By Olga Goldberg and Marc Simonetti

The California Superior Court struck down a regulation that imposed a de facto ban on contingent fee arrangements between businesses and consultants applying for the California Competes tax credit. The Court ruled that the regulation improperly exceeded the scope of the related statute. Ryan U.S. Tax Services, LLC v.

The U.S. District Court for the Western District of Tennessee recently upheld a class action lawsuit against an out-of-state law firm that the city of Memphis, Tennessee, hired to collect past-due property taxes. Wright v. Linebarger Goggan Blair & Sampson, 2011 WL 1100462 (W.D. Tenn. Mar. 22, 2011). A class of Memphis taxpayers filed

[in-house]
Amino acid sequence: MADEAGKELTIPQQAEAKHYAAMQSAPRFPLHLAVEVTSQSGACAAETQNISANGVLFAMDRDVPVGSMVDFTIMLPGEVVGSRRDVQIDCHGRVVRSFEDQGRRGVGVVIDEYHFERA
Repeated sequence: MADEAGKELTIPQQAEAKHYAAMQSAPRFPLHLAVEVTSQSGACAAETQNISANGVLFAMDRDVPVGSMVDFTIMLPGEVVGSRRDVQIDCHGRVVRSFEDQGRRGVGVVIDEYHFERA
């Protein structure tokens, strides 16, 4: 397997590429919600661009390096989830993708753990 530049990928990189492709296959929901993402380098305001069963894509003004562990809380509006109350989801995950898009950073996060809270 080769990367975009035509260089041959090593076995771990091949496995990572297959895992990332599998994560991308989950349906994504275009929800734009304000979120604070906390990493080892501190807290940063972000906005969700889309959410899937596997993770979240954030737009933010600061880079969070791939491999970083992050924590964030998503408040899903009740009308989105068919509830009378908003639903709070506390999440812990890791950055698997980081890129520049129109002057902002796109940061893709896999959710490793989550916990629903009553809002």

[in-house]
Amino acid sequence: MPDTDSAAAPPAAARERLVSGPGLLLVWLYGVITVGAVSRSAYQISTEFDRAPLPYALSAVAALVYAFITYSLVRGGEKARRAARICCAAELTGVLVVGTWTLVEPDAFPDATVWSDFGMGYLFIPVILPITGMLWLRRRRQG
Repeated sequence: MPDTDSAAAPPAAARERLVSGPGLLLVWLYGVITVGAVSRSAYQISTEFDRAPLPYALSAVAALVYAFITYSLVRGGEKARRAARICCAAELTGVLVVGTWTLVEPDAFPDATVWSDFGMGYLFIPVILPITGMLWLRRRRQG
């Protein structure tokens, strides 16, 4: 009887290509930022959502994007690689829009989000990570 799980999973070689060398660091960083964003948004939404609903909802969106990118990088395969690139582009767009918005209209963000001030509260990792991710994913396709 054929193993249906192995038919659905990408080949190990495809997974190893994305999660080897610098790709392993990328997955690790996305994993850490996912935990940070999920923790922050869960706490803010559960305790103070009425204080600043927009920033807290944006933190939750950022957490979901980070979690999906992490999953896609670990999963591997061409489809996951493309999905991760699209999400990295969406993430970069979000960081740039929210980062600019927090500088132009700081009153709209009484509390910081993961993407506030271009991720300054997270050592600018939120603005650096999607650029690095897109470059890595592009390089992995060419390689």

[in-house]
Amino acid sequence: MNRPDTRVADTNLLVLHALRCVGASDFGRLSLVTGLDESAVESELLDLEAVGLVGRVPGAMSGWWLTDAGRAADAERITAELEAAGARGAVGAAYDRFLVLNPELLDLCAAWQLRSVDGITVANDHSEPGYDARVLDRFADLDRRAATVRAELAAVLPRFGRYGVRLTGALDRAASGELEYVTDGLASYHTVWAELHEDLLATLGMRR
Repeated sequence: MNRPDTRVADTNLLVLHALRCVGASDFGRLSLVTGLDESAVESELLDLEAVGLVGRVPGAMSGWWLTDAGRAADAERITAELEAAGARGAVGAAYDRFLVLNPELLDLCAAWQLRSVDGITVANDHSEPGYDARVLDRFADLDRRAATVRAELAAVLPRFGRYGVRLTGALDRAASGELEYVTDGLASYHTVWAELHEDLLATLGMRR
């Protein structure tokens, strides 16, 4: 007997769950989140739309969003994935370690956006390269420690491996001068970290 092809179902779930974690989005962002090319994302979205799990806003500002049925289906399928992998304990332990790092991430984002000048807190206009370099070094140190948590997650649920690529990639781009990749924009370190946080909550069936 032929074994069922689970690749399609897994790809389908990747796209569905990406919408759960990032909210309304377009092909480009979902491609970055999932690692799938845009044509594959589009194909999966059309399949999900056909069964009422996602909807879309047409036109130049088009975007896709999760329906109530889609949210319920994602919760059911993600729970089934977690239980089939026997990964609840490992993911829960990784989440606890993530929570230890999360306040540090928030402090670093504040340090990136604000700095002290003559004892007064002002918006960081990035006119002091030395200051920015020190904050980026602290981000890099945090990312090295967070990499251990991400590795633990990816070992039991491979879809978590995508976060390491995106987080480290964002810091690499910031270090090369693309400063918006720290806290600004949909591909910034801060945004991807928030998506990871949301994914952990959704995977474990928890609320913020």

Several states are turning to contingent-fee audit contractors, sometimes referred to as “bounty hunters,” as a means of increasing corporate income tax collections. Bounty hunter firms are compensated based on the tax assessed, thus encouraging these firms to aggressively assess taxpayers.

Not surprisingly, contingent-fee-based auditors are supporting legislation in several states that would require state tax agencies to enter into contingent-fee audit contracts. Contingent-fee audits are viewed by corporate taxpayers (and some courts) as unfair, hostile, and bad public policy because the auditors have a financial stake in the outcome of the audit.Continue Reading Bounty Hunters Gone Wild! States Turn to Controversial Contingent-Fee Auditors